The past seven decades have turned out to be an extremely successful period economically for the People's Republic of China, which will celebrate the 70th anniversary of its founding on Tuesday.
Its real GDP grew from $44.4 billion in 1949 to $13.1 trillion in 2018, almost 300 times, with an average annual growth rate of 8.1 percent. The real GDP per capita grew from $82 in 1949 to $9,415 in 2018, or 115 times, with an average annual growth rate of 6.8 percent.
China has become the second-largest economy in the world after the United States. It overtook Japan in 2006. In 1949, China's GDP was less than 2 percent of the US GDP; in 2018, it was 64 percent.
The GDP started to show consistent growth after China launched reforms and opened up the economy in 1978. The growth rate accelerated after its accession to the World Trade Organization in 2001. China has become the world's second-largest trading nation, after the US. Japan made good economic progress from 1949 until 1990, when its economy began to stagnate. It is yet to fully recover. The US economy grew steadily during the period, except during the Great Recession, a period of economic decline in world markets, triggered by the global financial crisis of 2008-09.
While China's annual growth rate fluctuated wildly before the economic reforms and opening-up in 1978, it has not had a single year of negative growth since then. It has grown at a higher rate than the US every year since 1978, and also Japan, except for 1989 and 1990. Japan had a higher rate of real GDP growth than the US until 1974, when the first oil shock occurred. But since 1991, Japan has had slower growth compared with China and the US.
With the rapid growth of the economy, the quality of life in China improved tremendously over the past 70 years. One such indicator is the life expectancy, which has more than doubled, from 35 years in 1949 to 77 years in 2018.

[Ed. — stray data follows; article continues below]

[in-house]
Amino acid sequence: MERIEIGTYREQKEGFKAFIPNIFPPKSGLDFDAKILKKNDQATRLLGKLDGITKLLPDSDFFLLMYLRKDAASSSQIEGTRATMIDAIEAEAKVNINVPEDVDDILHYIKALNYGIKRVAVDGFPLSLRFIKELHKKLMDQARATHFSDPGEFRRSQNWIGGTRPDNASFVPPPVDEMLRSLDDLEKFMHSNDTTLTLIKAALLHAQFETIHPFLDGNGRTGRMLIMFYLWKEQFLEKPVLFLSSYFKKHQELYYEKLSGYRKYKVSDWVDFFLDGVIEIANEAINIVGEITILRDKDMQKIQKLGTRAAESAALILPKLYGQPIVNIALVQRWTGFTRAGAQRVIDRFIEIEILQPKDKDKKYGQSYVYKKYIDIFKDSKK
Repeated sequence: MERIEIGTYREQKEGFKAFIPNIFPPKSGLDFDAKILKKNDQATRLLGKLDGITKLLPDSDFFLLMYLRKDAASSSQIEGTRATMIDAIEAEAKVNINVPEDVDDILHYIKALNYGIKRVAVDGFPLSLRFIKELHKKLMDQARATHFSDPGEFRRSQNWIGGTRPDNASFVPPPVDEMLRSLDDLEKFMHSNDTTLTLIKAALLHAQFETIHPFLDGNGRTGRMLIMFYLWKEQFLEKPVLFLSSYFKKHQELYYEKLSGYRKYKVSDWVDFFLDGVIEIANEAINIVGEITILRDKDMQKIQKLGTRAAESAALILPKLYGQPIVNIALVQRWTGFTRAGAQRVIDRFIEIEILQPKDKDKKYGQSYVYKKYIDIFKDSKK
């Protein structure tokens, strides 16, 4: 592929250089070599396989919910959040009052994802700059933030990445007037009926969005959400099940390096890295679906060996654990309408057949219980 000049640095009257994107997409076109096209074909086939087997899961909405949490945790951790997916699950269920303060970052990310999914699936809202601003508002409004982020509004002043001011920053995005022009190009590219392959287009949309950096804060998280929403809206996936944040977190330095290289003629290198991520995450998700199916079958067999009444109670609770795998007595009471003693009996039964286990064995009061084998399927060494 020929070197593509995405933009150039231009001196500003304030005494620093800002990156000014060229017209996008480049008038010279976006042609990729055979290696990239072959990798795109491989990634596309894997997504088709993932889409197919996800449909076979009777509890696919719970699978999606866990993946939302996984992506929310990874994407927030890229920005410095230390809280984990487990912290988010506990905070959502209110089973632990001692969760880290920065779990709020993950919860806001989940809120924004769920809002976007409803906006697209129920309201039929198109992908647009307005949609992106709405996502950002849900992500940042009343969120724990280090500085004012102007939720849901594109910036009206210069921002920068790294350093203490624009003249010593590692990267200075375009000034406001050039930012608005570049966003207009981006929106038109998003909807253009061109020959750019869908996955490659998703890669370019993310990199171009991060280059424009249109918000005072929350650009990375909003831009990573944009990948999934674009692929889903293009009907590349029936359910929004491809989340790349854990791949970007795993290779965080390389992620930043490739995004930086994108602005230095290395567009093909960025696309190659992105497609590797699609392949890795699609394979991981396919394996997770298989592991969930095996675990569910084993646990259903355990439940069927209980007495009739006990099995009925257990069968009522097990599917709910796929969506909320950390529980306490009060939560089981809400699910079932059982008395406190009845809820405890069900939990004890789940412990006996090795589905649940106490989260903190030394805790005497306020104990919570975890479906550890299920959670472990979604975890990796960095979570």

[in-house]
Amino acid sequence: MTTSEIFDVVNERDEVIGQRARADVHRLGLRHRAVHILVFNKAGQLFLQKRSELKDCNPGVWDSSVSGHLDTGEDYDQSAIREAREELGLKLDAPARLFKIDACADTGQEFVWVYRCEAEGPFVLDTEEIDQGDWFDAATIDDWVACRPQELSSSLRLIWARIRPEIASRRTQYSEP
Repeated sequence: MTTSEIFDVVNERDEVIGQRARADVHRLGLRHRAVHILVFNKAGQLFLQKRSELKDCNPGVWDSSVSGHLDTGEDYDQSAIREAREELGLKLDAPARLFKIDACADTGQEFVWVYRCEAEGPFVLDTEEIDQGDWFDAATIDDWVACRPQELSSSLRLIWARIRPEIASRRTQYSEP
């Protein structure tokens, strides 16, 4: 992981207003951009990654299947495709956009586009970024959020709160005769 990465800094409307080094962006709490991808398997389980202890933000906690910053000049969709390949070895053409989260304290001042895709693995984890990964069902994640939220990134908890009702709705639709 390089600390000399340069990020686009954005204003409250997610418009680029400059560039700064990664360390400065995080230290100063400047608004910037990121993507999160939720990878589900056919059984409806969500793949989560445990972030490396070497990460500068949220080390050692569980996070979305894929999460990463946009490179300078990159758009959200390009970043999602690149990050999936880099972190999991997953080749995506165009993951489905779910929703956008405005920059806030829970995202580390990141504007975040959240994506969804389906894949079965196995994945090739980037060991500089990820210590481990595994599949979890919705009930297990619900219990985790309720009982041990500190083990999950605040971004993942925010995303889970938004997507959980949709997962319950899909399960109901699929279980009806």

The fastest improvement in life expectancy occurred between 1961 and 1970(due in part to the efforts of "barefoot doctors", or farmers with basic medical training, in rural areas). Life expectancy is expected to rise gradually as a result of higher disposable incomes per capita, urbanization and better healthcare.
What is even more remarkable is the success in the eradication of poverty, a major objective of the government. That, along with environmental preservation and protection, are the two targets that are still mandatory in the Chinese National Economic and Social Development Plan.
According to the poverty standards of 1978, 2008 and 2010, even if we use the most stringent standard－the 2010 standard－almost 100 percent of China's population would have been below the poverty line in 1949. The 2010 standard says a person should be earning at least 2,300 yuan a year, or slightly more than $1 (at 2018 price) a day. By 2018, the poverty rate declined to 1.7 percent. Poverty is expected to be completely eradicated by 2020, as measured by the 2010 poverty standard.
There is probably no other major country that takes poverty eradication as seriously as China. It is the tradition and practice of the Communist Party of China to take into account the interests of all stakeholders when it undertakes reforms.
During the transition from a centrally planned economy to a socialist market economy, China employed the "dual track" approach, which allowed the mandatory central plan and the free market to coexist, thus protecting all the preexisting economic rights and preventing the emergence of "losers" from the reform. For example, when the household contract responsibility system was introduced in the agriculture sector, households were required to continue to deliver the fixed quantity of food grains to the government under the central plan before they could participate in the free market. This allowed the government to continue to supply food grains in urban areas.
While China has benefited greatly from globalization, it also has realized that the free market will not compensate the "losers" by itself. Thus, the Chinese government has taken active steps to compensate the "losers" from economic globalization and to help those people who have been left behind. While the income disparity has increased in China in recent years, everyone is comparatively better off now, thanks to reforms. That is the secret of China's success.
The author is the Ralph and Claire Landau Professor of Economics at The Chinese University of Hong Kong. The views do not necessarily reflect those of China Daily.